“Now we are preparing to launch ourselves in Barcelona and Valencia”

Attending a wedding is a unique experience, and it is so exclusive that it often causes major headaches to choose the dress. This was what inspired Ignacio Valea to launch jointythe first platform for renting party clothes among consumers.

The textile sector is the second most polluting after the oil sector, which is why more and more sustainable business models are emerging in this sector. Social networks are great creators of needs, which means that we always want to be acquiring new clothes. Jointy is a platform that wants to allow its users to continue doing so, but being sustainable, something they achieve by renting clothes.

Ignacio Valea is the CEO and founder of this project that has been underway for barely a year and that has already managed to close a financing round of 75,000 euros.

EcN: Renting clothes for events has been around forever, but in the new generations it was something that was being lost…

Ignacio Valea (IV): We identified that there was a very large amount of unused stock in girls’ and women’s wardrobes of mid-range to high-end garments. We have even seen that some garments are with the label on, because they have not been used.

On the one hand, we give clients the opportunity through the marketplace to access a large number of dresses to rent and to be able to monetize the unused garments they had at home. Whereas, on the other hand, we realized that there was a whole new generation in which there is a lot of weight, a tendency to reduce the ownership of garments and to pay for the use.

EcN: How does your platform work?

Ignacio Valea, CEO and founder of Jointy

IV: We decided to make this marketplace instrumental through an Android and iOS application, which works very similar to others that already exist in the market, such as Wallapop. The garments are geolocated in the app and you can see which garments interest you most within the search area you have chosen.

It is a P2P model between individuals. People who access the app looking for a outfits for a special event, once they find it, they can chat with the person and meet at a point to pick up the garment. We have seen that when it comes to clothing, the collection point is usually the user’s home, so that the person can try it on and decide. Also, we don’t just sell clothes. We have other categories such as bags and accessories.

At first we thought that people would feel all this as a barrier, since it is not usual to invite a stranger to your house, but we have been surprised. Users prefer this collection option, because that way they can be advised by the owner of the garment.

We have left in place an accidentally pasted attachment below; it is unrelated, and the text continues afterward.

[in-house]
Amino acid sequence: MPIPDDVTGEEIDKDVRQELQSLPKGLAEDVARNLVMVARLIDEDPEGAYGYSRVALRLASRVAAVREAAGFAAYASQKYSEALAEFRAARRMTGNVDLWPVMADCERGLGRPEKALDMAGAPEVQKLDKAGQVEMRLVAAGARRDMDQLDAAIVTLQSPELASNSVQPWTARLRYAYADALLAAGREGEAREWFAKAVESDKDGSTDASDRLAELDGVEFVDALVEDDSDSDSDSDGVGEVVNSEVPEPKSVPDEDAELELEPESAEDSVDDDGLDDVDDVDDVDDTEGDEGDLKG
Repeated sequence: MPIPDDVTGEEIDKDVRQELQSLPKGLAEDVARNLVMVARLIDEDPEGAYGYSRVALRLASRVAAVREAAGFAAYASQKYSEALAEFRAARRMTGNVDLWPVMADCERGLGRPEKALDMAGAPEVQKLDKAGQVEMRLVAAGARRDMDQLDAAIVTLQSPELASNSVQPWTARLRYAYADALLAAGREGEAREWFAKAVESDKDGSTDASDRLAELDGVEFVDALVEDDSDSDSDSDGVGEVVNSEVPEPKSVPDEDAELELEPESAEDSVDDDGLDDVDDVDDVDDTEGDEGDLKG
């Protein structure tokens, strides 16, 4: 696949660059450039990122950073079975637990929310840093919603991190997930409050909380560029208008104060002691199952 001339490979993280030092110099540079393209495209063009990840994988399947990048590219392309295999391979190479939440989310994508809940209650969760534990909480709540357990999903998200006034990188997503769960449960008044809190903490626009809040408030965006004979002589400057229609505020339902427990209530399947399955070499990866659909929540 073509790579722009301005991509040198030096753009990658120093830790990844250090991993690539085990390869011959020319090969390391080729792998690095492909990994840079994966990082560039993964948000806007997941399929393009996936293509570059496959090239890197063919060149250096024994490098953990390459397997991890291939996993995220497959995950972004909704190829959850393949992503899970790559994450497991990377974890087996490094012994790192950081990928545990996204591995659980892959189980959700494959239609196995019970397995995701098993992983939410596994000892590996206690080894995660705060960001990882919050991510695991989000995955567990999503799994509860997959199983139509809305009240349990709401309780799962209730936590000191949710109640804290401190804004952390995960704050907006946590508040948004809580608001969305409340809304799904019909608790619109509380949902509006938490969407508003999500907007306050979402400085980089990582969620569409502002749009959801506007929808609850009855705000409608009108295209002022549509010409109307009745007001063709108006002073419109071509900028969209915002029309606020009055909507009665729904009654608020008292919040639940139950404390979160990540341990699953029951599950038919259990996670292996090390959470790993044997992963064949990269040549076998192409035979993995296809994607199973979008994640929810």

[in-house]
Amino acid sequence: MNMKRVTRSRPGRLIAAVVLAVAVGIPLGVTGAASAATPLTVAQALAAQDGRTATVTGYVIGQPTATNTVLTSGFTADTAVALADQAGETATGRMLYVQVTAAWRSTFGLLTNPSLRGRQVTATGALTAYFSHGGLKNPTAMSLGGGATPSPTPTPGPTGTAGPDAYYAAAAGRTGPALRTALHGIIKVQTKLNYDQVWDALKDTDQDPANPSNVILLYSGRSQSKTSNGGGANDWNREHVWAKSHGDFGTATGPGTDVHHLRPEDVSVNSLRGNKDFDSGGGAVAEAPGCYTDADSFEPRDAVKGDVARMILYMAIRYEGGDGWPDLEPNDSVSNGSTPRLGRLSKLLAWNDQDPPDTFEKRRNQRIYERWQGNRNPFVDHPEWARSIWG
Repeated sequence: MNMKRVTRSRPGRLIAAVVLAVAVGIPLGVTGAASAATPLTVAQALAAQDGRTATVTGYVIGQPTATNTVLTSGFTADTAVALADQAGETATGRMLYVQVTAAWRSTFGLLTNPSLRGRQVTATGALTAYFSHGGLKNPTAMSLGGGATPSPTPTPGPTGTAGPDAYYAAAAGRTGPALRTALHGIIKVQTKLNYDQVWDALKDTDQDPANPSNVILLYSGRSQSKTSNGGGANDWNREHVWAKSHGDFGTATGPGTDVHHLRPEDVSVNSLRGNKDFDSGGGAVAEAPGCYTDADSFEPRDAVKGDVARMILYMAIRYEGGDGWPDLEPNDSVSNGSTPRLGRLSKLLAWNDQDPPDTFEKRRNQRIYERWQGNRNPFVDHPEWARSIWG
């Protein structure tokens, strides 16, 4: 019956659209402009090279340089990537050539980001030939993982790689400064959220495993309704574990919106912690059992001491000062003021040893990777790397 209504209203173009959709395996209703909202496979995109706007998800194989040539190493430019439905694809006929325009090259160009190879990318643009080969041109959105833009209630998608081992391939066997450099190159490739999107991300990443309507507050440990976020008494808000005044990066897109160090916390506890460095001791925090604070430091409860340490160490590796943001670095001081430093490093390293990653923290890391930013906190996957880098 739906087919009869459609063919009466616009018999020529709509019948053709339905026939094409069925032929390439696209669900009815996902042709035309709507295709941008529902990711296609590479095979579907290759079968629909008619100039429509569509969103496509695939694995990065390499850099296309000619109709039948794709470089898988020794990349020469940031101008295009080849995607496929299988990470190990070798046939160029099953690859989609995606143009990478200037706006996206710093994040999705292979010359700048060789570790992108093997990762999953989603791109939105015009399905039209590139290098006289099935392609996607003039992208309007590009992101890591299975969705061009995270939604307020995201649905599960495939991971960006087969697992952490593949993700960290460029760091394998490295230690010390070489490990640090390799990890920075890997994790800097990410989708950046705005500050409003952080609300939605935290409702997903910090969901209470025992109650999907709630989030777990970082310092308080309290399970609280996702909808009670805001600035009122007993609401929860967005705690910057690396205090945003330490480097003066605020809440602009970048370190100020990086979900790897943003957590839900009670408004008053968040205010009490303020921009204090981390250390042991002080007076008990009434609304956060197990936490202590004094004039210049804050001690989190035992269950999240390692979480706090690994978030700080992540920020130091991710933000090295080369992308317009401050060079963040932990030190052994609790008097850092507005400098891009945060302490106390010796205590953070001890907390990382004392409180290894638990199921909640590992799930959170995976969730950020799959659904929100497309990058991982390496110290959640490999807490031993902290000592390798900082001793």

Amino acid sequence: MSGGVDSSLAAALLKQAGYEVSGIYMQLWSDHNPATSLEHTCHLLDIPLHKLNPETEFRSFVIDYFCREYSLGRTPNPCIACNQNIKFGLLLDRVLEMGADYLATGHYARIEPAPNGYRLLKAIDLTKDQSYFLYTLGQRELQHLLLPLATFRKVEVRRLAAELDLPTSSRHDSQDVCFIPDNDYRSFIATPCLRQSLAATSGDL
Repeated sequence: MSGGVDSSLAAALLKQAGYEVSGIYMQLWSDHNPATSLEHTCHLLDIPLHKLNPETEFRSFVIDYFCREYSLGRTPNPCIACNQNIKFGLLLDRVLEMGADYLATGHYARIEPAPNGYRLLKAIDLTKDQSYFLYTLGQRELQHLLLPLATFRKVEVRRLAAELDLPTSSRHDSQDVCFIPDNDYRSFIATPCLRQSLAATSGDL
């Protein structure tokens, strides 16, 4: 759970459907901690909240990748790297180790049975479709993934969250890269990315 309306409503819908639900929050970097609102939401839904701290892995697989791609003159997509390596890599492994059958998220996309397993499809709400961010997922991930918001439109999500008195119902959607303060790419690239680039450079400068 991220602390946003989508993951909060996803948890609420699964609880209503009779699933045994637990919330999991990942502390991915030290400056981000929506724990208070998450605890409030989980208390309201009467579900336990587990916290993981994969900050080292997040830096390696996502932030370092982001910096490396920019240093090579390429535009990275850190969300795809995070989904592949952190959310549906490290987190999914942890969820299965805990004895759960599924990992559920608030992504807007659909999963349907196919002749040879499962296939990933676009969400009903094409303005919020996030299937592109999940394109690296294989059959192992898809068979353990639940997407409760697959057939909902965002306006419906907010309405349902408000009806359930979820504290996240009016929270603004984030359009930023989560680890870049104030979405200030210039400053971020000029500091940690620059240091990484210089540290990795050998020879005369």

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EcN: How are payments made?

IV: We have moved the entire clothing rental process from a physical store to an app. We have achieved this thanks to offering clients everything they need to have their own business at home.

The buyer tries it on and if she likes it, she pays for it. In this way, the deposit is activated, which she can only recover when she returns the dress and the client verifies that everything is correct.

Payments are managed through the Stripe payment gateway, which is directly responsible for distributing the money. She gives 80% to the client and she sends us 20%.

EcN: How did PSD2 affect you?

IV: We had a couple of tense moments, because both Apple and Android updated their policies and informed us that we had to make a series of changes to the app in a limited time or they would remove the app from their stores. We were adapting funnels, options, etc.

EcN: What marketing strategy did you use to break the chicken and egg dilemma?

IV: The first thing is to identify what is the most difficult part to capture. In the case of marketplaces, it is usually the offer. Usually the hardest part is incentivized and we did it to get the product uploaded. Another of the strategies that we implemented in the marketing area to make ourselves known were agreements with 20 Spanish designers at Madrid Fashion Week.

A mistake that is often made is to think that the more product the better, but this is not the case. The important thing is that the product is centralized in geographical areas and categories. Our launch campaign focused mainly on these areas.

Our marketing strategy for all this has been divided. In the case of supply we have focused on direct sales. While in the demand part it has been more about ADS and affiliation.

EcN: How many vendors do you have?

IV: We have 1,000 vendors.

We are a niche marketplace, but in other countries they are doing so well that they have grown to introduce everyday clothing and subscriptions.

EcN: What do you plan for the future?

IV: Now we are preparing to launch in Barcelona and Valencia. However, we are considering other long-term projects such as shipping management.

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